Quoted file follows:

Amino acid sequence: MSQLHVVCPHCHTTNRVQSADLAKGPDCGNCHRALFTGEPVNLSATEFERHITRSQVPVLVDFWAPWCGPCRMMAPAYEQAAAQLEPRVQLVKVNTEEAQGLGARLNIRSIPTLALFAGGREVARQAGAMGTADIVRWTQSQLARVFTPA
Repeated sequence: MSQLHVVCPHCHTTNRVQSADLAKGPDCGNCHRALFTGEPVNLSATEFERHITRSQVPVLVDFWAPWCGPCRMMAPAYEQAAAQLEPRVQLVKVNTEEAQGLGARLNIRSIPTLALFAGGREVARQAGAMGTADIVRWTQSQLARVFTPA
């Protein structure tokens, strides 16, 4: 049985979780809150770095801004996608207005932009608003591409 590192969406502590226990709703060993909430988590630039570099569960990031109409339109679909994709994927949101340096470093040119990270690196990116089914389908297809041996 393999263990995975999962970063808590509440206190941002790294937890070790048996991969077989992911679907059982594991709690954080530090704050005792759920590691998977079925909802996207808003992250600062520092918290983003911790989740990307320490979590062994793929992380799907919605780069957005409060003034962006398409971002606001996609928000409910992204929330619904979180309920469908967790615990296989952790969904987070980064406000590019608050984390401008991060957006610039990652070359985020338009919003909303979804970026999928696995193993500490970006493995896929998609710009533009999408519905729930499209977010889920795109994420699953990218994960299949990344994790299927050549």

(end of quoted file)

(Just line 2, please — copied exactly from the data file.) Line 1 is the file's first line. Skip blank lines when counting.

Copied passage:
Repeated sequence: MSQLHVVCPHCHTTNRVQSADLAKGPDCGNCHRALFTGEPVNLSATEFERHITRSQVPVLVDFWAPWCGPCRMMAPAYEQAAAQLEPRVQLVKVNTEEAQGLGARLNIRSIPTLALFAGGREVARQAGAMGTADIVRWTQSQLARVFTPA